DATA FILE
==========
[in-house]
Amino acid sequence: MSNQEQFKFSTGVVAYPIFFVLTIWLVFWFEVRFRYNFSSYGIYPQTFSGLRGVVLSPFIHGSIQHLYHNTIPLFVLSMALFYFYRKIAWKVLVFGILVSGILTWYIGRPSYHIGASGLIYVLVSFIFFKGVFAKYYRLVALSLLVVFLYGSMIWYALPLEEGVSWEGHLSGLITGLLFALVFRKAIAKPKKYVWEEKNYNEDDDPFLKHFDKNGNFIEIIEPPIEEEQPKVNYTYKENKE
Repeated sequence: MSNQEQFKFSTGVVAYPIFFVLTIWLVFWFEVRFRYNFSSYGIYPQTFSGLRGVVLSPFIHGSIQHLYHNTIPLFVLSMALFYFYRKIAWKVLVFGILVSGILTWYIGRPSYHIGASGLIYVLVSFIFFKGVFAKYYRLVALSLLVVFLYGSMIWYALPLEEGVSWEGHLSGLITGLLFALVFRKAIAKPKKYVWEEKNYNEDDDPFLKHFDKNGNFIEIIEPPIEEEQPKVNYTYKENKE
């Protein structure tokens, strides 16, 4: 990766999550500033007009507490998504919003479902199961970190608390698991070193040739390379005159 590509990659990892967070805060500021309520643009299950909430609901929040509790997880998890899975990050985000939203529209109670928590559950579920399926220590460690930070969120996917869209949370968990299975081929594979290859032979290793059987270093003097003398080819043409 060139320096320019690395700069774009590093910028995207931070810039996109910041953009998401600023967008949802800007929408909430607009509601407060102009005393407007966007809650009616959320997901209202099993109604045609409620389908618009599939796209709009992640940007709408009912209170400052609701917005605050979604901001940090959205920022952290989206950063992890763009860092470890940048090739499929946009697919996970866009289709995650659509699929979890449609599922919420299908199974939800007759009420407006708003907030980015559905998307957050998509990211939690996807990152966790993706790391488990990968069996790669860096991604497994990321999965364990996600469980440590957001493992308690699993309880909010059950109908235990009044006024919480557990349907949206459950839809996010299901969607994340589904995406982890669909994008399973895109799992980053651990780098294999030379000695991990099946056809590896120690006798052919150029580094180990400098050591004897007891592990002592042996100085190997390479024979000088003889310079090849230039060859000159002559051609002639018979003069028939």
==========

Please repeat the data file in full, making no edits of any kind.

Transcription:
[in-house]
Amino acid sequence: MSNQEQFKFSTGVVAYPIFFVLTIWLVFWFEVRFRYNFSSYGIYPQTFSGLRGVVLSPFIHGSIQHLYHNTIPLFVLSMALFYFYRKIAWKVLVFGILVSGILTWYIGRPSYHIGASGLIYVLVSFIFFKGVFAKYYRLVALSLLVVFLYGSMIWYALPLEEGVSWEGHLSGLITGLLFALVFRKAIAKPKKYVWEEKNYNEDDDPFLKHFDKNGNFIEIIEPPIEEEQPKVNYTYKENKE
Repeated sequence: MSNQEQFKFSTGVVAYPIFFVLTIWLVFWFEVRFRYNFSSYGIYPQTFSGLRGVVLSPFIHGSIQHLYHNTIPLFVLSMALFYFYRKIAWKVLVFGILVSGILTWYIGRPSYHIGASGLIYVLVSFIFFKGVFAKYYRLVALSLLVVFLYGSMIWYALPLEEGVSWEGHLSGLITGLLFALVFRKAIAKPKKYVWEEKNYNEDDDPFLKHFDKNGNFIEIIEPPIEEEQPKVNYTYKENKE
């Protein structure tokens, strides 16, 4: 990766999550500033007009507490998504919003479902199961970190608390698991070193040739390379005159 590509990659990892967070805060500021309520643009299950909430609901929040509790997880998890899975990050985000939203529209109670928590559950579920399926220590460690930070969120996917869209949370968990299975081929594979290859032979290793059987270093003097003398080819043409 060139320096320019690395700069774009590093910028995207931070810039996109910041953009998401600023967008949802800007929408909430607009509601407060102009005393407007966007809650009616959320997901209202099993109604045609409620389908618009599939796209709009992640940007709408009912209170400052609701917005605050979604901001940090959205920022952290989206950063992890763009860092470890940048090739499929946009697919996970866009289709995650659509699929979890449609599922919420299908199974939800007759009420407006708003907030980015559905998307957050998509990211939690996807990152966790993706790391488990990968069996790669860096991604497994990321999965364990996600469980440590957001493992308690699993309880909010059950109908235990009044006024919480557990349907949206459950839809996010299901969607994340589904995406982890669909994008399973895109799992980053651990780098294999030379000695991990099946056809590896120690006798052919150029580094180990400098050591004897007891592990002592042996100085190997390479024979000088003889310079090849230039060859000159002559051609002639018979003069028939």